Likewise, the transmissions of seasonal influenza, influenza-like illnesses and acute respiratory infections are often associated with climatic factors. As the epidemic pattern varies geographically, the roles of climatic factors may not be unique. Previous in vivo studies revealed the direct effect of winter-like humidity on air-borne influenza transmission that dominates in regions with temperate climate, while influenza in the warm regions is more effectively transmitted through direct contact. Influenza virus inherently undergoes rapid mutation that has the potential to bring about pandemic at any time. Hence understanding transmission pattern and capabilities to accurately project influenza cases can contribute to reducing the disease burden, as well as facilitating the preparedness effort.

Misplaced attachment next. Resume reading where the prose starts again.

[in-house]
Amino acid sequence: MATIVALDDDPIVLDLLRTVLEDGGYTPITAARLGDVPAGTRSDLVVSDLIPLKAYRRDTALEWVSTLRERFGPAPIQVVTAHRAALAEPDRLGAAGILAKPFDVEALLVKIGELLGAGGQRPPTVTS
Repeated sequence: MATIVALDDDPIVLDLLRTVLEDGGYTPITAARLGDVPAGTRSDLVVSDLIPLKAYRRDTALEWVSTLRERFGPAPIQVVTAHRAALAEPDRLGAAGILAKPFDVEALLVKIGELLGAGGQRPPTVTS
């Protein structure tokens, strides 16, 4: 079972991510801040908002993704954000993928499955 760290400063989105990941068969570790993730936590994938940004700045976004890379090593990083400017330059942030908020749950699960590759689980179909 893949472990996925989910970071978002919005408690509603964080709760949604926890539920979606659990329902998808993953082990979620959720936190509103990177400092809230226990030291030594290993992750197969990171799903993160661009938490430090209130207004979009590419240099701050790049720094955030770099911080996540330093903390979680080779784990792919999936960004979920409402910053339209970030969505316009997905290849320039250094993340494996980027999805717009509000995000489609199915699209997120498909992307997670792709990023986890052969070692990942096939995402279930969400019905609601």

In this paper, we will illustrate how we use satellite data for modeling the risks of malaria, dengue, avian influenza and seasonal influenza. Satellite data used for analyses and modeling include ASTER, MODIS, TRMM, SRTM and Ikonos.